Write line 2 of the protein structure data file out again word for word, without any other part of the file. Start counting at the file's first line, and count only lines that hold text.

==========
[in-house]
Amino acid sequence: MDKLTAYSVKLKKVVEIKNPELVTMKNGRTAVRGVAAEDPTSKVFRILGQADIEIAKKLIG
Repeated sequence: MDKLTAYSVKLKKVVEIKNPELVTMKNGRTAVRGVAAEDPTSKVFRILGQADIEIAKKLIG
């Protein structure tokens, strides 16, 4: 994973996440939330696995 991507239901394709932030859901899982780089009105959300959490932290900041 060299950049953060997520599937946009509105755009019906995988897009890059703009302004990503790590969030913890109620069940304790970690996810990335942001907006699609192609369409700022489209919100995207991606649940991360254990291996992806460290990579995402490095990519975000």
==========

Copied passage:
Amino acid sequence: MDKLTAYSVKLKKVVEIKNPELVTMKNGRTAVRGVAAEDPTSKVFRILGQADIEIAKKLIG